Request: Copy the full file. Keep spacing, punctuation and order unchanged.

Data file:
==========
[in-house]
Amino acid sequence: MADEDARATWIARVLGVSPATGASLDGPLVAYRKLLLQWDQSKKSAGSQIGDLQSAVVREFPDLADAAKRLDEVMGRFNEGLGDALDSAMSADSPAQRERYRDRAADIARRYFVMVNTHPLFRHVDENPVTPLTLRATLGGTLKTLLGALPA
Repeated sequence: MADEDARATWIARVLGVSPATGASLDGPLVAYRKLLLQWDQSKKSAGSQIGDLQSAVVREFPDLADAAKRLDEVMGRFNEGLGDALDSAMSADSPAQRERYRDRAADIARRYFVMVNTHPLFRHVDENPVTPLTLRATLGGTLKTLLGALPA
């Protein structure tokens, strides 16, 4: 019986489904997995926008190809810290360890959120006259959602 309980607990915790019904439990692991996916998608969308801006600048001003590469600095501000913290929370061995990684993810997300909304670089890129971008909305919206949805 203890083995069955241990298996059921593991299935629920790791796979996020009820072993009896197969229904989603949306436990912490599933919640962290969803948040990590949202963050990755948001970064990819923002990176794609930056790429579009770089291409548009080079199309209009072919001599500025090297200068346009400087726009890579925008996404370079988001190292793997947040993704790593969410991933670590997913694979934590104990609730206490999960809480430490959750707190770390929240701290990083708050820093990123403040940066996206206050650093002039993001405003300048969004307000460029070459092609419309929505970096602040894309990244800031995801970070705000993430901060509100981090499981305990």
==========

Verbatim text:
[in-house]
Amino acid sequence: MADEDARATWIARVLGVSPATGASLDGPLVAYRKLLLQWDQSKKSAGSQIGDLQSAVVREFPDLADAAKRLDEVMGRFNEGLGDALDSAMSADSPAQRERYRDRAADIARRYFVMVNTHPLFRHVDENPVTPLTLRATLGGTLKTLLGALPA
Repeated sequence: MADEDARATWIARVLGVSPATGASLDGPLVAYRKLLLQWDQSKKSAGSQIGDLQSAVVREFPDLADAAKRLDEVMGRFNEGLGDALDSAMSADSPAQRERYRDRAADIARRYFVMVNTHPLFRHVDENPVTPLTLRATLGGTLKTLLGALPA
């Protein structure tokens, strides 16, 4: 019986489904997995926008190809810290360890959120006259959602 309980607990915790019904439990692991996916998608969308801006600048001003590469600095501000913290929370061995990684993810997300909304670089890129971008909305919206949805 203890083995069955241990298996059921593991299935629920790791796979996020009820072993009896197969229904989603949306436990912490599933919640962290969803948040990590949202963050990755948001970064990819923002990176794609930056790429579009770089291409548009080079199309209009072919001599500025090297200068346009400087726009890579925008996404370079988001190292793997947040993704790593969410991933670590997913694979934590104990609730206490999960809480430490959750707190770390929240701290990083708050820093990123403040940066996206206050650093002039993001405003300048969004307000460029070459092609419309929505970096602040894309990244800031995801970070705000993430901060509100981090499981305990």